Loggerhead turtles get Tour de Turtles send-off

INDIAN RIVER COUNTY — Sea turtle nesting season may be winding down, but excitement is just beginning for the fourth annual Tour de Turtles: A Sea Turtle Migration Marathon. This past weekend, three loggerhead turtles received satellite tracking devices and were released with fanfare to join 12 additional sea turtles being released over a two-week period from other important nesting sites in the western hemisphere.

Once they’re all in the water, the “race” begins on Aug. 15 to see which turtle will swim the farthest during the three-month migration marathon, and which will win the Causes Challenge.

Each turtle is competing for a cause, which represents a threat to their survival. The public is invited to join in on the fun by following their progress on line at www.tourdeturtles.org and by adopting a turtle and its cause.

“It’s an event that takes the important research that we do anyway and makes it accessible to everyone,” said David Godfrey, executive director of the Sea Turtle Conservancy, which has been studying and protecting turtles for more than 50 years.

On Saturday morning Rapunzel, swimming to raise awareness about the threat of commercial trawl fisheries, and Lightning McQueen, swimming to combat the threat of light pollution, were released from Disney’s Vero Beach Resort.

Saturday evening, about two hundred turtle enthusiasts gathered at the Barrier Island Center at the Archie Carr National Wildlife Refuge for a Tour de Turtles Kick-off Social. Delightful ocean breezes, augmented by enormous fans, cooled things down as guests were wined and dined at oceanfront tables, while being entertained by the band, 23 Treez.

Indoors, a large assortment of marine-themed silent auction items prompted some spirited bidding, with all proceeds helping to support sea turtle conservation.

Heidi Grooms, the center’s sanctuary steward, explained that once a healthy loggerhead was spotted and had laid her eggs in the wee hours of Sunday morning, she would be transported to the Start Gate and would have a transmitter attached to her carapace. Scientists would also build a shelter around her where she would rest before the 8:30 a.m. release.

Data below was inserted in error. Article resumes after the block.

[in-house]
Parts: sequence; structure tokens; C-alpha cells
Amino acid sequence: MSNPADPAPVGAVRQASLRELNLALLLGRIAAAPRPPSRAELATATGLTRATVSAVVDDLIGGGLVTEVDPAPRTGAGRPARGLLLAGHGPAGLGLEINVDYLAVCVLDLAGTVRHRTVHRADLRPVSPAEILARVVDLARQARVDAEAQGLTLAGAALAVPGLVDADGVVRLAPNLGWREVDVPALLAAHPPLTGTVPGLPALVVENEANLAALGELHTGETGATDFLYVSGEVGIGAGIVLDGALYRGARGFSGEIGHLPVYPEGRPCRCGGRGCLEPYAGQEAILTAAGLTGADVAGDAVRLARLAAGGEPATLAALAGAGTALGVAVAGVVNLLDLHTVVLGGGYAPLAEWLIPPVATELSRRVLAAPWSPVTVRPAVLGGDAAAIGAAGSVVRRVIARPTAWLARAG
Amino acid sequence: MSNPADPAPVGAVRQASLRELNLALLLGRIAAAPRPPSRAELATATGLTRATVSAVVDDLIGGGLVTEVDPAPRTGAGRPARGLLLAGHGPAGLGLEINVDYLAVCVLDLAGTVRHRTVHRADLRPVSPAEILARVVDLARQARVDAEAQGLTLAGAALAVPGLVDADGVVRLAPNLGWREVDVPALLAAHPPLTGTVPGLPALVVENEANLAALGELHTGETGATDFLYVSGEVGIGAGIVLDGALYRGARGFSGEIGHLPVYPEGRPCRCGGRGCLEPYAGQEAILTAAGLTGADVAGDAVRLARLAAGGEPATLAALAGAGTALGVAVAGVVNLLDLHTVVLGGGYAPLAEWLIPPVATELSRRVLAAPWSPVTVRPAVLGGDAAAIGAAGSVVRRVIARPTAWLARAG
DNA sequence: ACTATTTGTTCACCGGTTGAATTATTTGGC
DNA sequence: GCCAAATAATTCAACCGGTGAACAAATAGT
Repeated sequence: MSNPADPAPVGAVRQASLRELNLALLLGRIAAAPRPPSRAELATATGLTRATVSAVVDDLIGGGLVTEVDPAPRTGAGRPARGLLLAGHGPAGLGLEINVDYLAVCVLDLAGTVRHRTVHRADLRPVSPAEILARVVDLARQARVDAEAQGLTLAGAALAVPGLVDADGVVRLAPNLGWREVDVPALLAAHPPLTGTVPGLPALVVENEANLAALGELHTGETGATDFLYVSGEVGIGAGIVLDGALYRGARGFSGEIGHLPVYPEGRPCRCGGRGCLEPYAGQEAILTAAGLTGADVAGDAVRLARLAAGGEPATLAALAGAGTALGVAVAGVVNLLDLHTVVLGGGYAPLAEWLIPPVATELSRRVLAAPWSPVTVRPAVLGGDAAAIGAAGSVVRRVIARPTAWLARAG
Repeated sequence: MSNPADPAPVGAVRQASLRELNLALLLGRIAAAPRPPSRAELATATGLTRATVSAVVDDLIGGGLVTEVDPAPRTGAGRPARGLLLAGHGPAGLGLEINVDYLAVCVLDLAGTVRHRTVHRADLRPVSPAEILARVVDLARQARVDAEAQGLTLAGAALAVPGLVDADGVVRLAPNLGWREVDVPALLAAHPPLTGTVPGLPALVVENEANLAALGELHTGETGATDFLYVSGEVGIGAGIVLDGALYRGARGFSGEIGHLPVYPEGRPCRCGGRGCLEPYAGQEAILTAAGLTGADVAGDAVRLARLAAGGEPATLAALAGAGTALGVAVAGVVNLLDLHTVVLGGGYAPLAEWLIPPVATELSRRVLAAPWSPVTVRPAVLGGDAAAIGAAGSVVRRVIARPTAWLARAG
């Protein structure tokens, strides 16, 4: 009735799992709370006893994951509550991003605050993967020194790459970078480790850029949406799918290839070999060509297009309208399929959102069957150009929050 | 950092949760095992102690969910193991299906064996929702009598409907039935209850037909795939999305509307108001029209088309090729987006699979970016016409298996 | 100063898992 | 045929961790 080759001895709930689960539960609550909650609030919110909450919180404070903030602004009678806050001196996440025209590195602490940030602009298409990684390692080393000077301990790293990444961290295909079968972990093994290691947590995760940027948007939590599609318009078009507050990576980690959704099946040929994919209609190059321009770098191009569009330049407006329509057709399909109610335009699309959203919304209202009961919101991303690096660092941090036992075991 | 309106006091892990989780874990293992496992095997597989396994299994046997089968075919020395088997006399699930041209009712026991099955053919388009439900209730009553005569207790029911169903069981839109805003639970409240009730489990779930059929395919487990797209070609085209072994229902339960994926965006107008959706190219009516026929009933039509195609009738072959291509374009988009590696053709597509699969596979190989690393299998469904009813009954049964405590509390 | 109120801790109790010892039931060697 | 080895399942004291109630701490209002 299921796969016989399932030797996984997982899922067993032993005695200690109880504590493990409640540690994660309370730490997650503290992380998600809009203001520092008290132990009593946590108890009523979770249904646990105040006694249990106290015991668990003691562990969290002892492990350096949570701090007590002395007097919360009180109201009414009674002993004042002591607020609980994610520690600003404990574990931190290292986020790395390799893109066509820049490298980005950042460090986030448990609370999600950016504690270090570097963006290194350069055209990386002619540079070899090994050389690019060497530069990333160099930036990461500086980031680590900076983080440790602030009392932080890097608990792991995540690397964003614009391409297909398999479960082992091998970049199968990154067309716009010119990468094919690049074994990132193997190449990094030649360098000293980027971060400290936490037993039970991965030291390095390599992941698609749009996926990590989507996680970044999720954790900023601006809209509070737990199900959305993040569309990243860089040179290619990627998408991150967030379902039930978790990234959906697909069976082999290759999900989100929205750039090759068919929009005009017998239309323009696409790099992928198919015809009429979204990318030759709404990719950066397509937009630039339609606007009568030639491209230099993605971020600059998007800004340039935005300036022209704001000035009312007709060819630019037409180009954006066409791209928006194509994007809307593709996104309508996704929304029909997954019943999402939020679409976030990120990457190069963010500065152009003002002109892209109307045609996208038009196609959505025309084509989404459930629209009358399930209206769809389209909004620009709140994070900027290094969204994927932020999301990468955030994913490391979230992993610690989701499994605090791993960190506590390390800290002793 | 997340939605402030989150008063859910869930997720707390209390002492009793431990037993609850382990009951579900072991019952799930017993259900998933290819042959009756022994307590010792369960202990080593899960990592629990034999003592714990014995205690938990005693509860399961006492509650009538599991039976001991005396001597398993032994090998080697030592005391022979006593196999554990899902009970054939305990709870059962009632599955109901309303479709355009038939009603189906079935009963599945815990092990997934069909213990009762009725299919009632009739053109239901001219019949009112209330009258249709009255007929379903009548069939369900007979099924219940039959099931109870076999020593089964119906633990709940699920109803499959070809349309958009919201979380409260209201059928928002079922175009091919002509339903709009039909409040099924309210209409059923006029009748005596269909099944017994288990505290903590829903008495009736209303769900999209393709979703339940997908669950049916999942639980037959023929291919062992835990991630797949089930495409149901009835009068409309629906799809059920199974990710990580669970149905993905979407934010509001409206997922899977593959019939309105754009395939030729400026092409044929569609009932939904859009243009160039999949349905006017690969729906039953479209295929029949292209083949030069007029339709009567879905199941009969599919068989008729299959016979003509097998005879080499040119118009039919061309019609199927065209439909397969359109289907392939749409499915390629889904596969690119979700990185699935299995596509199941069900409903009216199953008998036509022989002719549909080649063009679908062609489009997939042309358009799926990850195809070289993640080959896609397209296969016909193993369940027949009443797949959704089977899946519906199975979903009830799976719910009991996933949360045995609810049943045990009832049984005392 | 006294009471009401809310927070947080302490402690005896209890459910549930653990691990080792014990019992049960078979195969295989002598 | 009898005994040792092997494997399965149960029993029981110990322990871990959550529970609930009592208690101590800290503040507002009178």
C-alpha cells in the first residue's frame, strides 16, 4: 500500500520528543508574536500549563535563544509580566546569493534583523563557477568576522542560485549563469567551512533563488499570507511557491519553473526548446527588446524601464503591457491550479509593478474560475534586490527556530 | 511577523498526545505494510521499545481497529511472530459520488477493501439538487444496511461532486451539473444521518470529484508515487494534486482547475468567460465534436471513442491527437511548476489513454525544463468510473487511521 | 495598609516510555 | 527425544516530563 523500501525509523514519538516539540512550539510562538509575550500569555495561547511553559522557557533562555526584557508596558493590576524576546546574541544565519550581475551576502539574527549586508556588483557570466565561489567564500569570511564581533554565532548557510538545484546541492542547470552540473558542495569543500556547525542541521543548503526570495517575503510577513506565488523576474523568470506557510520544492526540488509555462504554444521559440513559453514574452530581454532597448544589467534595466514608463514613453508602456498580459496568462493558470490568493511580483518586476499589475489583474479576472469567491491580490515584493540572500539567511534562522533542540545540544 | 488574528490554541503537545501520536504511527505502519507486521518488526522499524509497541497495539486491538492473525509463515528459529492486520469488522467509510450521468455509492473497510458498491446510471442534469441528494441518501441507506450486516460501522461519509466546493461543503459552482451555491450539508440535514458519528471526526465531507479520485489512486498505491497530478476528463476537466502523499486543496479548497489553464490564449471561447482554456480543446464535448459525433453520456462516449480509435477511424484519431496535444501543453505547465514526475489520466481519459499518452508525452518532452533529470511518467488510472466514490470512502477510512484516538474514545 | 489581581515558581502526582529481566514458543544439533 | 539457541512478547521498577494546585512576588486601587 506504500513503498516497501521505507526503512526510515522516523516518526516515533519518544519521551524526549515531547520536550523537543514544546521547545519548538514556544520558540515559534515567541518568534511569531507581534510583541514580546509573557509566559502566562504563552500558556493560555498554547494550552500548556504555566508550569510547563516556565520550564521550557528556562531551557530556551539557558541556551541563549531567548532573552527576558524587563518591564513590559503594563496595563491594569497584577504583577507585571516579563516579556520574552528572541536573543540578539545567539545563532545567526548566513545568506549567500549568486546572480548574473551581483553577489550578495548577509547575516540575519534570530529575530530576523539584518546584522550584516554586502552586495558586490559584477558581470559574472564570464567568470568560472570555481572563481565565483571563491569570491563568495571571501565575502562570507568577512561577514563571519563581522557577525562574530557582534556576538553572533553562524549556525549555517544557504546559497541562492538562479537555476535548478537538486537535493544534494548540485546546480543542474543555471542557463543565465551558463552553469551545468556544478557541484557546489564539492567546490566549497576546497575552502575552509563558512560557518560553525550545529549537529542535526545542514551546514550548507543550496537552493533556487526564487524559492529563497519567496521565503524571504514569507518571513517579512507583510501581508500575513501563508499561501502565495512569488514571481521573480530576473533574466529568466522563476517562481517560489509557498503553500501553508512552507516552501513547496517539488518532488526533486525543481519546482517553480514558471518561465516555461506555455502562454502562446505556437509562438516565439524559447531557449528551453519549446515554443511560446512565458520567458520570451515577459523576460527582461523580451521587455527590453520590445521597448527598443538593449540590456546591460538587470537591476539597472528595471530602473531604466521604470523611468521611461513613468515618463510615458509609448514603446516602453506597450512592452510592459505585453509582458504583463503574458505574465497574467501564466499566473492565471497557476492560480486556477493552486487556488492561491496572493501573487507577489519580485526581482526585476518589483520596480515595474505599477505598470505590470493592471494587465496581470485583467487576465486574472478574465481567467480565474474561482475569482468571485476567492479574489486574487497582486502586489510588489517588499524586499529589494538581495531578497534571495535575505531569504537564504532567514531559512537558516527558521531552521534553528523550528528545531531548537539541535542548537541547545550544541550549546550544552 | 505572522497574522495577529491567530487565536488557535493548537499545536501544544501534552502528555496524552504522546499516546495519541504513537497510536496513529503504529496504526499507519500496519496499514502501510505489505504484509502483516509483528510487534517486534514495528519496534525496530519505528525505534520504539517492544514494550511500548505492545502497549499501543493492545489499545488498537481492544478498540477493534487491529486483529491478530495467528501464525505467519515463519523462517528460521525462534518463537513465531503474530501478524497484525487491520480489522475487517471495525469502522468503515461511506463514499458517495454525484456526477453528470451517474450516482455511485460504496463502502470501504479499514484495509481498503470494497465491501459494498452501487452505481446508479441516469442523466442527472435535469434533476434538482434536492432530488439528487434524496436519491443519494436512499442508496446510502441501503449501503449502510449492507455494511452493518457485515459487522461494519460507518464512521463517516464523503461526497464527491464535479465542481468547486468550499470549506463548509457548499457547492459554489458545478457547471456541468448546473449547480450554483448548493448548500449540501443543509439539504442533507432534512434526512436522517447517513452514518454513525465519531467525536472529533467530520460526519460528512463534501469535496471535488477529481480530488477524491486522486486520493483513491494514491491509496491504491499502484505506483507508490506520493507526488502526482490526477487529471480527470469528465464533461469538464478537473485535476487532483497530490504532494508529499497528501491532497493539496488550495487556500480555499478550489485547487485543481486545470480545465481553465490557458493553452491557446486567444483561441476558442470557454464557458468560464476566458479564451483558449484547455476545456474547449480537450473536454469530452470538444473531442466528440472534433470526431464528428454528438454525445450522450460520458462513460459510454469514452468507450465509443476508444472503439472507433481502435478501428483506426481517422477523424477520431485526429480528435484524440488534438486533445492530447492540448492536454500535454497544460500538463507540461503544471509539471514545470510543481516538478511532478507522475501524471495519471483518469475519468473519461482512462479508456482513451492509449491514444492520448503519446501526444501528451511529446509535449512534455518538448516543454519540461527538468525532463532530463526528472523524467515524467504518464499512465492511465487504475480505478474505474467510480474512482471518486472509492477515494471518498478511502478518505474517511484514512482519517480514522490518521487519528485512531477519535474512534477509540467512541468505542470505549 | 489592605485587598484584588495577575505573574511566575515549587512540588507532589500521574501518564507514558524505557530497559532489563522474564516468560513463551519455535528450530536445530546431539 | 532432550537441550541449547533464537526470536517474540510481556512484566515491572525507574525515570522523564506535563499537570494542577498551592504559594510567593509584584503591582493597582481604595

Noted scientist Dr. Llewellyn Ehrhart, Professor Emeritus at the University of Central Florida, has been involved in the marine turtle research program since the days of Archie Carr who passed away in 1987.

“There are not that many of us left who worked with him,” said Ehrhart. “I’m proud to have called him a friend. He was one of this century’s greatest natural history writers.”

Ehrhart spoke affectionately about China Girl, an approximately 770-pound leatherback who was first seen nesting at the refuge in 1994 and has been returning intermittently ever since. In 2000, she became the first leatherback fitted with a transmitter.

“It always gives us heart failure when she doesn’t come back,” said Ehrhart, adding that she had returned to nest this year.

Sunday morning, Bubbles, swimming to raise awareness about the threat of plastic debris in the ocean, was released from the Archie Carr Refuge. She had nested at 2 a.m. and volunteers kept her company throughout the night despite a constant barrage of biting insects.

A crowd began to gather at 7:30 a.m. to see the 325 pound loggerhead laboriously make her way down to the water and begin her migration; by 8:29 excitement grew as the countdown began.

And Bubbles didn’t disappoint. Massive flippers pin-wheeling in the sand, she paused several times for the paparazzi before diving into the surf. She then delighted the gathering by breaching high in the water numerous times.

Realists may have thought it was an attempt to dislodge the transmitter, but to the children and dreamers in the crowd, it was to wave a fond farewell.

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